Safety: Let’s do it big and spread the wealth
Published 12:00 am Monday, November 24, 2008
Some people are skeptical.
I mean we’ve got it right there in black and white in last Tuesday’s paper from the mayor and deputy police chief.
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A traveling band of traffic-control camera salespeople was welcomed at City Hall and, because they are so dedicated to our well-being, Vicksburg’s leaders are leaning toward giving the system a two-camera “free” try.
“The city’s interest in this is not really about revenue at all — it’s about public safety,” said Mayor Laurence Leyens.
That being the case, I don’t think the city should limit RedSpeed Mississippi to Vicksburg’s busiest two intersections for a “test.” I say put up cameras at every traffic light, every stop sign, every chicken crossing. Let’s install monitors to alert the city when residents’ home fire alarm batteries go dead. And speaking of dead, the speed limit in Cedar Hill Cemetery is 5 miles per hour. I’m pretty sure I’ve seen cars in the graveyard going 6 or 7. Bring on the cameras. Every one they’ve got. Let’s get some safety going.
As another benefit, Leyens said RedSpeed can free police officers to patrol and stamp out real crime. Just think of the savings from that! No courts, no jail, no public defenders, no judges …
RedSpeed has been embraced just about everywhere the company has made its pitch — Tupelo, McComb, Natchez.
The proposition is simple.
The company installs cameras that take photos of the tags of traffic violators. Owners of those tags get a bill in the mail. By no means all, but some violators will send in checks or money orders. When they do, the RedSpeed splits the take 50-50 with the city.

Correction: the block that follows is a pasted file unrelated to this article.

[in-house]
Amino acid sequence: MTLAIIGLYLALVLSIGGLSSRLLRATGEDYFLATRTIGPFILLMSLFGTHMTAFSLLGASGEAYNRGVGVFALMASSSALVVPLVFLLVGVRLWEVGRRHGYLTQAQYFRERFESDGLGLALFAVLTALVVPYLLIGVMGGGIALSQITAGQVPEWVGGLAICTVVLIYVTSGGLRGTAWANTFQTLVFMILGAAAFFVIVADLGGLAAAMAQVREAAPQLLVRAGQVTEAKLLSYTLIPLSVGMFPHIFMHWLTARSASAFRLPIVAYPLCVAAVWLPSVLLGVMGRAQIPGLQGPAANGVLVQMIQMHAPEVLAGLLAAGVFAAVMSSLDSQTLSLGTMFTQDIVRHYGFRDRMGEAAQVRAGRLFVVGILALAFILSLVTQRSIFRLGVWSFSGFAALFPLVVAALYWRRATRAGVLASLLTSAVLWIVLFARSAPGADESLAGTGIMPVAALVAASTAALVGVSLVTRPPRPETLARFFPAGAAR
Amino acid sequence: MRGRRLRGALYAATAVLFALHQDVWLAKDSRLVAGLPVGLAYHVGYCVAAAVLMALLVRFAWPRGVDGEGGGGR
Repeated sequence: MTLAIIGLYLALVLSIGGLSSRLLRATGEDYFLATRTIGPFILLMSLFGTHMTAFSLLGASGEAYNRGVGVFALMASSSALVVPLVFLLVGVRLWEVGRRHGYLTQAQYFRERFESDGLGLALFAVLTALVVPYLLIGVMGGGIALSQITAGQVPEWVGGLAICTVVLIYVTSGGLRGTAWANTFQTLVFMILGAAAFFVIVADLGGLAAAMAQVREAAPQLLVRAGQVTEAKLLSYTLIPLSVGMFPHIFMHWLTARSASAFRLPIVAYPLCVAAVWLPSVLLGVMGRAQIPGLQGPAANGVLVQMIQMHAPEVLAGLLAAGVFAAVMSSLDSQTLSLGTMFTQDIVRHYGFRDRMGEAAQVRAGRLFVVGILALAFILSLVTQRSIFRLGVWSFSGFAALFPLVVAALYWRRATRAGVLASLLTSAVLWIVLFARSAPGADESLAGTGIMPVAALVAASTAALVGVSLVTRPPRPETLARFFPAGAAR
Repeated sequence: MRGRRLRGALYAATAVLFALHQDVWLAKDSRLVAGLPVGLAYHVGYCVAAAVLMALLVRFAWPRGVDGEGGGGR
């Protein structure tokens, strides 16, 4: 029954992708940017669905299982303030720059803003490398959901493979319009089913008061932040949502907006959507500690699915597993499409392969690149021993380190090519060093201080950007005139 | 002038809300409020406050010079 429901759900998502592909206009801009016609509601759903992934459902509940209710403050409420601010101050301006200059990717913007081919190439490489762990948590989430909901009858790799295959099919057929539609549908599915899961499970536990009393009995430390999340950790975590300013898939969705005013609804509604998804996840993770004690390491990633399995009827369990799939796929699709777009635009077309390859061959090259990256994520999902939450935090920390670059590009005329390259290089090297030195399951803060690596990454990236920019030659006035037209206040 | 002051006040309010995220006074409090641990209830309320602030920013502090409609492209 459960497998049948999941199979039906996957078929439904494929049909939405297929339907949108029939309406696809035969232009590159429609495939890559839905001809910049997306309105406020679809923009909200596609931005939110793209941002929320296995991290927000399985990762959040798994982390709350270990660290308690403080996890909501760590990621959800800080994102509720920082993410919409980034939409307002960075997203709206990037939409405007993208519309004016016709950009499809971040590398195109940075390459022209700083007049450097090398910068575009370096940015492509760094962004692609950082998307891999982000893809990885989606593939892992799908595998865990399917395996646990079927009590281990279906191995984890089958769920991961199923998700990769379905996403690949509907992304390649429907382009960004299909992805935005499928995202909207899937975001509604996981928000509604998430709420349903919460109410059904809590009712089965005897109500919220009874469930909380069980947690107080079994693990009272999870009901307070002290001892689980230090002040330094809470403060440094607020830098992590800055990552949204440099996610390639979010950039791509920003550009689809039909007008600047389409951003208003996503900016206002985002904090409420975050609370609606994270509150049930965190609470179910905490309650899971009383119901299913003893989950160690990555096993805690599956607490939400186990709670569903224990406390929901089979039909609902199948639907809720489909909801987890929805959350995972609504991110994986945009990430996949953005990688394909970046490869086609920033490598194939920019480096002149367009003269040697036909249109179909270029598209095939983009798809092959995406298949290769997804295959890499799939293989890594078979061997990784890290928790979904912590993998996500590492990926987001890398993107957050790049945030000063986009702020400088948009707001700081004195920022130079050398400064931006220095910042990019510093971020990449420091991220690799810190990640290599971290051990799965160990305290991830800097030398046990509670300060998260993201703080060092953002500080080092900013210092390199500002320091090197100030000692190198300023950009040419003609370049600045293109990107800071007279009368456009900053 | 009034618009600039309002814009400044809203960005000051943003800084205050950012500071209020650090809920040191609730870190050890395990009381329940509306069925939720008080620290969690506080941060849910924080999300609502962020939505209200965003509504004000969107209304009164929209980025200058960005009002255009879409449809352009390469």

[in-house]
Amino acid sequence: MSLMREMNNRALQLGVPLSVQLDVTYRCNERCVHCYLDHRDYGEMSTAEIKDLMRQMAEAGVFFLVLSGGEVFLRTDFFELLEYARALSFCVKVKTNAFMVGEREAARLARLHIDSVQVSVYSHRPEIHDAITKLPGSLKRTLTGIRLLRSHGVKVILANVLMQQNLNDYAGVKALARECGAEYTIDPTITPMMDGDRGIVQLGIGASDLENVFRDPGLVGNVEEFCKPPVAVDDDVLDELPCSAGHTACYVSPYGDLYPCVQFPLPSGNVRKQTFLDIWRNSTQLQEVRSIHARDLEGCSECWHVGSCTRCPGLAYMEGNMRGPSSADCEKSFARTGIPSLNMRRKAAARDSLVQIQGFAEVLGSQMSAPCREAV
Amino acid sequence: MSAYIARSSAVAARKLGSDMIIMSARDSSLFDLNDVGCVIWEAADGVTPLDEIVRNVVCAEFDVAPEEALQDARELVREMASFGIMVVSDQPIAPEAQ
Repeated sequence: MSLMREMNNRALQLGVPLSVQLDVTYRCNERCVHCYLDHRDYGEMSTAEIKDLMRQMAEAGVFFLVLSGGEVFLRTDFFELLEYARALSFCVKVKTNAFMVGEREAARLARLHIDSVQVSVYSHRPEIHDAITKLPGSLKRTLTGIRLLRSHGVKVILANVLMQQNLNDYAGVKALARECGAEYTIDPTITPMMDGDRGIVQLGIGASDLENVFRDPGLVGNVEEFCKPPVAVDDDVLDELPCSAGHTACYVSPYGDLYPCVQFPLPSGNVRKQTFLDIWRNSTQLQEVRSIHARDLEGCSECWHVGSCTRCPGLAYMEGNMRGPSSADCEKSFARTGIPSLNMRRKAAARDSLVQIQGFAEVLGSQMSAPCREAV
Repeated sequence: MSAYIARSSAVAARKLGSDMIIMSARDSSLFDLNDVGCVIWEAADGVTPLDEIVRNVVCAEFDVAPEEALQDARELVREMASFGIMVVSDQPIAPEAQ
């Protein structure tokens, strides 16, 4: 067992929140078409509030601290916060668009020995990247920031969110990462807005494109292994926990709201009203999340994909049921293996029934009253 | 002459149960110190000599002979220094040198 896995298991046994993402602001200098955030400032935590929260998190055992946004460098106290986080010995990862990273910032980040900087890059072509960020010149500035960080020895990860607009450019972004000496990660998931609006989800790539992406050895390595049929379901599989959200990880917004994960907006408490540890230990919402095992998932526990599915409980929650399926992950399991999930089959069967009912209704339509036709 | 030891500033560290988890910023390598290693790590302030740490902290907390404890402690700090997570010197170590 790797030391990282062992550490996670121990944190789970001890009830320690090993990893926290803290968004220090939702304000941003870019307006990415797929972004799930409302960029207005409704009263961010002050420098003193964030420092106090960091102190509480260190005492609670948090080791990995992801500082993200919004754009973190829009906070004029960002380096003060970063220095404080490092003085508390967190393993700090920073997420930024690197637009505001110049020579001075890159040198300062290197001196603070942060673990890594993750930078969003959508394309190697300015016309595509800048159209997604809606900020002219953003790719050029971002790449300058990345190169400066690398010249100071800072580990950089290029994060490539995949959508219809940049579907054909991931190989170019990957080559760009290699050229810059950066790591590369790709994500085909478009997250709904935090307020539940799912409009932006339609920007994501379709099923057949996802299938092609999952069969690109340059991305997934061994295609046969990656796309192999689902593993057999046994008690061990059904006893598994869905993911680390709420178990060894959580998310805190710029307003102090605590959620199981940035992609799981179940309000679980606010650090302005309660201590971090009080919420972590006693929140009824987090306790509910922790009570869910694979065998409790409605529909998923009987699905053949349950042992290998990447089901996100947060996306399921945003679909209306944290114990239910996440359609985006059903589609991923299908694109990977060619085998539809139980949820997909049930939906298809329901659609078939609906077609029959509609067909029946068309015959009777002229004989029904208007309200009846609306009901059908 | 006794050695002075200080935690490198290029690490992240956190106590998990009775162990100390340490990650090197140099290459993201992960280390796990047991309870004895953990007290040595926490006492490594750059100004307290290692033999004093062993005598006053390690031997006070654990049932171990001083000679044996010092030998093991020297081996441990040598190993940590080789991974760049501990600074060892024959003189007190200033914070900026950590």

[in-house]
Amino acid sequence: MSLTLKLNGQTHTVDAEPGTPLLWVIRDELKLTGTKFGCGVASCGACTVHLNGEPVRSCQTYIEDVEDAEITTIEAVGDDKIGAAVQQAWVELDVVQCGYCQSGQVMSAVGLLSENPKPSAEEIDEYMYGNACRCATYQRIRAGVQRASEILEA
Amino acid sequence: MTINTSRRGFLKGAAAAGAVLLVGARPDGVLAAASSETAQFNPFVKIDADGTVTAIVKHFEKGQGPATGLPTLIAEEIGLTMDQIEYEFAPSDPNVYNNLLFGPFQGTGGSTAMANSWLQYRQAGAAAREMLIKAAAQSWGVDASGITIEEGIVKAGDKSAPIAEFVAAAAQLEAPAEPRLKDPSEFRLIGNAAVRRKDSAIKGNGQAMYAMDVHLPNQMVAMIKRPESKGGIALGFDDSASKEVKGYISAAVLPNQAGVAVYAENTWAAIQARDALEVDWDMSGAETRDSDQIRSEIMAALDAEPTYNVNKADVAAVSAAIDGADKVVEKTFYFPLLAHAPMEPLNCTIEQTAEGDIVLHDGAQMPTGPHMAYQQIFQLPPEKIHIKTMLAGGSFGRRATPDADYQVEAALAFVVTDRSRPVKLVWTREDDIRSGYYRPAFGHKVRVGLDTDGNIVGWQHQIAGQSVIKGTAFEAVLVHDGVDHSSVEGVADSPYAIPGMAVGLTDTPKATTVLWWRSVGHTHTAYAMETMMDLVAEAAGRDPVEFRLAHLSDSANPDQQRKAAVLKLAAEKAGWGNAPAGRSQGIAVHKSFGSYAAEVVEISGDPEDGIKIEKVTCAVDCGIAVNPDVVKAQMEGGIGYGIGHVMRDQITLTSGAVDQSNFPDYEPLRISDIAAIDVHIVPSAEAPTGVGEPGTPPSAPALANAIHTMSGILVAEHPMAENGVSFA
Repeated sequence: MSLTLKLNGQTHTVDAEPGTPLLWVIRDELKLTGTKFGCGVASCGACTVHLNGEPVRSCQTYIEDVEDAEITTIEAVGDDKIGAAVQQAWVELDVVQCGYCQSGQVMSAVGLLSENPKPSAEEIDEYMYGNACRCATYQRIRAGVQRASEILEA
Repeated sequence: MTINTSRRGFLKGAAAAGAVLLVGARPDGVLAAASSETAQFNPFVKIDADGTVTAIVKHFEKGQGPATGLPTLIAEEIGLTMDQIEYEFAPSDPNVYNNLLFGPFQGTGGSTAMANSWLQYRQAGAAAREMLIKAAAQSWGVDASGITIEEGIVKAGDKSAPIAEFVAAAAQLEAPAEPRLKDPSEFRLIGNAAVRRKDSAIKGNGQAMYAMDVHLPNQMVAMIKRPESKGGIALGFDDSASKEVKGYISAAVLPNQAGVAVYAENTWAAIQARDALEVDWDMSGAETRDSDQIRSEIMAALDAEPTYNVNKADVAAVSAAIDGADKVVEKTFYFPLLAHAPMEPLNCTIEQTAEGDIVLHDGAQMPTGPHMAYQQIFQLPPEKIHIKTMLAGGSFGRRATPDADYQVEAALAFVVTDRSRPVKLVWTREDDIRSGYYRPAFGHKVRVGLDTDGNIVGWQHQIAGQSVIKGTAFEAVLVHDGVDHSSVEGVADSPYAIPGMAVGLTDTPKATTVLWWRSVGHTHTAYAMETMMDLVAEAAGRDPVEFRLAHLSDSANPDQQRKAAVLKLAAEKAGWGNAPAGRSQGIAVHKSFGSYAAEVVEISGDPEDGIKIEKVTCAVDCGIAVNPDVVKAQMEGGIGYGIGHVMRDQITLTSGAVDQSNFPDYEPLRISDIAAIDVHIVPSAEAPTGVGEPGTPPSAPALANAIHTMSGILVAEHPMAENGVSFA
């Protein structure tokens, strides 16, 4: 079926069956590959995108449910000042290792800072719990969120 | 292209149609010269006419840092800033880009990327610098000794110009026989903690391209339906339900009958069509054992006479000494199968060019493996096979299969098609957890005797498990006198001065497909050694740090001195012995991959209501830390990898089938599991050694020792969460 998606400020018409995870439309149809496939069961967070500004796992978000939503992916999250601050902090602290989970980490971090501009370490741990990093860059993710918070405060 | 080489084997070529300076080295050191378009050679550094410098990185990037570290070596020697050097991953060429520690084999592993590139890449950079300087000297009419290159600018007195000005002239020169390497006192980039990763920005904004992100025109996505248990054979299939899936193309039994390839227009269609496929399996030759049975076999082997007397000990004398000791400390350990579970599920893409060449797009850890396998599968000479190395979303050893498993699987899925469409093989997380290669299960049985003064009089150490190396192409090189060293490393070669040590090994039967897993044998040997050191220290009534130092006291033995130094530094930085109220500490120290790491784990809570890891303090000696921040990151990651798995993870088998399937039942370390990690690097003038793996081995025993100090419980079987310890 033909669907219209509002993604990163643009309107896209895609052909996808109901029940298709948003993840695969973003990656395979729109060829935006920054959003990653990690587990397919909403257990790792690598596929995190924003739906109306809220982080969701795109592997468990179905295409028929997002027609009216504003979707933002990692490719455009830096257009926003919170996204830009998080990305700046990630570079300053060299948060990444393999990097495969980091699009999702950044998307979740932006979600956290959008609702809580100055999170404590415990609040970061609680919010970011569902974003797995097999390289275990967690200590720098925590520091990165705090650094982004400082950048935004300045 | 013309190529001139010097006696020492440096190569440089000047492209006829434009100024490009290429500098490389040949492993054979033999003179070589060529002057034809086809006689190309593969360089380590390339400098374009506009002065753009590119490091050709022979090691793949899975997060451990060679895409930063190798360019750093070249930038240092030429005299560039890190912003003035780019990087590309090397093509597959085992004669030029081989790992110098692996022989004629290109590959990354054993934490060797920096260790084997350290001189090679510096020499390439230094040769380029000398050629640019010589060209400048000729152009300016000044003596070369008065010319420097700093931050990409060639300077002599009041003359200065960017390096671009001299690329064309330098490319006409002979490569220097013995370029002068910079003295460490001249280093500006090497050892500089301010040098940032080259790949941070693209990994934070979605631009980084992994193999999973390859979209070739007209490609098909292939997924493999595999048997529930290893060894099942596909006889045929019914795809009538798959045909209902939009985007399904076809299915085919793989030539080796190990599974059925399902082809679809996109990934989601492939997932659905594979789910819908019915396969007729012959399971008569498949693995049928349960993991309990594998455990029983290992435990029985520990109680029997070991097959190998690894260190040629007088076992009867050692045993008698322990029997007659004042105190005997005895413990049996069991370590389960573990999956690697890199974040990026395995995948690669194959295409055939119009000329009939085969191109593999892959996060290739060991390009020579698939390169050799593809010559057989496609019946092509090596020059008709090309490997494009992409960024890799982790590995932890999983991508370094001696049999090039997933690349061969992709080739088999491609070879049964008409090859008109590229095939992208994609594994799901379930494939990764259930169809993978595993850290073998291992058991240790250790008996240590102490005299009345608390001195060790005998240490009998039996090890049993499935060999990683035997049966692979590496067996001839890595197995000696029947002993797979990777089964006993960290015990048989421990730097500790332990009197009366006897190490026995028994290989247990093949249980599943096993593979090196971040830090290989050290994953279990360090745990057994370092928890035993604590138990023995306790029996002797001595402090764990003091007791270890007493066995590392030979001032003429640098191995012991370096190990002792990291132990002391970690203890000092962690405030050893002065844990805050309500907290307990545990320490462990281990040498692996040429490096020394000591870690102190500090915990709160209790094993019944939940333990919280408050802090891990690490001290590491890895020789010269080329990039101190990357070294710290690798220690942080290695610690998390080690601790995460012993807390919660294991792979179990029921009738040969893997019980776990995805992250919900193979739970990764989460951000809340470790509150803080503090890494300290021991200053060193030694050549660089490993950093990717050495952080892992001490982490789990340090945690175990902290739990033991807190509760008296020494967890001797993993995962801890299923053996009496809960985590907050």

To avoid Constitutional niceties — heretofore known as rights — RedSpeed deems its bills to be “civil penalties.” Offenders have no right to trial, appeal or anything else. They pay up or face a collections agency, scars on their credit reports and such.
Now there’s a bluezillion other issues here, such as whether the owner of a car (say the parent of a teen) is liable for a fine (even a civil fine) if the parent was not driving. Does Hertz have to pay its customers’ fines?
But the bottom line here is the money — especially the fact that City Hall doesn’t want it.
That being the case, there are so many good uses.
Based on his own words, surely the mayor would just endorse any checks from RedSpeed over to the public schools or United Way or the humane society. Accounts could be established to help people pay their (city) utility bills, or maybe even to buy groceries.
If only enough cameras can be put up to catch enough people doing enough unsafe things, the city might be able to refund all the money customers lose at Vicksburg casinos. And the city could get in on the games of chance, putting all city addresses in a hopper and drawing one a week out for a cash award.
We’re so lucky to have a mayor and a deputy police chief who have so little interest in money and so great an interest in our safety. And we’re so lucky that enhancing safety can be translated into cash, too.
Let’s make sure employees do wash their hands after visiting the restroom.
Let’s make sure people do keep their hands and feet from under their mowers.
No adapters for the three-prong plugs on Christmas lights this year.
Let’s put cameras everywhere and impose fines for everything.
And never forget, it’s not about the money. It’s about safety.
Charlie Mitchell is executive editor of The Vicksburg Post. Write to him at Box 821668, Vicksburg, MS 39182, or e-mail firstname.lastname@example.org.